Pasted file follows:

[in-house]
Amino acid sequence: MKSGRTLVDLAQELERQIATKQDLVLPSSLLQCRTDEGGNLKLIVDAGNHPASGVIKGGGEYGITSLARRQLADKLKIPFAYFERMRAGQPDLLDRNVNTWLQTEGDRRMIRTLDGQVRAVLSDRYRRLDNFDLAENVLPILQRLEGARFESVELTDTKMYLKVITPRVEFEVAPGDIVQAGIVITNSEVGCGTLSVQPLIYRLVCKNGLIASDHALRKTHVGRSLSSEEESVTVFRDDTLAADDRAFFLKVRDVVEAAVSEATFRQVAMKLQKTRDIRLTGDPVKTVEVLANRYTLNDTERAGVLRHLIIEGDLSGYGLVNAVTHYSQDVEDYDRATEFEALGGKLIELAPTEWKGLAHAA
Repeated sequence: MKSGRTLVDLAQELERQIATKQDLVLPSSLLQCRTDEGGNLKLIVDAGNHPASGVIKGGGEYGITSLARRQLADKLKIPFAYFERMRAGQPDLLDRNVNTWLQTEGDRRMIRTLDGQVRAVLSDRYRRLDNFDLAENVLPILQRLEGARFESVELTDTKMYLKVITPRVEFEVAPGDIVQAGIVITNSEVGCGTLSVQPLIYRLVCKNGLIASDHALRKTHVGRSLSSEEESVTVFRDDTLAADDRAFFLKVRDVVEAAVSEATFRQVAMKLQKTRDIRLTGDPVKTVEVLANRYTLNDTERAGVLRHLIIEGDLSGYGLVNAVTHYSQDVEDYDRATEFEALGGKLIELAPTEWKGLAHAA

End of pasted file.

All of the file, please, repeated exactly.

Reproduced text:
[in-house]
Amino acid sequence: MKSGRTLVDLAQELERQIATKQDLVLPSSLLQCRTDEGGNLKLIVDAGNHPASGVIKGGGEYGITSLARRQLADKLKIPFAYFERMRAGQPDLLDRNVNTWLQTEGDRRMIRTLDGQVRAVLSDRYRRLDNFDLAENVLPILQRLEGARFESVELTDTKMYLKVITPRVEFEVAPGDIVQAGIVITNSEVGCGTLSVQPLIYRLVCKNGLIASDHALRKTHVGRSLSSEEESVTVFRDDTLAADDRAFFLKVRDVVEAAVSEATFRQVAMKLQKTRDIRLTGDPVKTVEVLANRYTLNDTERAGVLRHLIIEGDLSGYGLVNAVTHYSQDVEDYDRATEFEALGGKLIELAPTEWKGLAHAA
Repeated sequence: MKSGRTLVDLAQELERQIATKQDLVLPSSLLQCRTDEGGNLKLIVDAGNHPASGVIKGGGEYGITSLARRQLADKLKIPFAYFERMRAGQPDLLDRNVNTWLQTEGDRRMIRTLDGQVRAVLSDRYRRLDNFDLAENVLPILQRLEGARFESVELTDTKMYLKVITPRVEFEVAPGDIVQAGIVITNSEVGCGTLSVQPLIYRLVCKNGLIASDHALRKTHVGRSLSSEEESVTVFRDDTLAADDRAFFLKVRDVVEAAVSEATFRQVAMKLQKTRDIRLTGDPVKTVEVLANRYTLNDTERAGVLRHLIIEGDLSGYGLVNAVTHYSQDVEDYDRATEFEALGGKLIELAPTEWKGLAHAA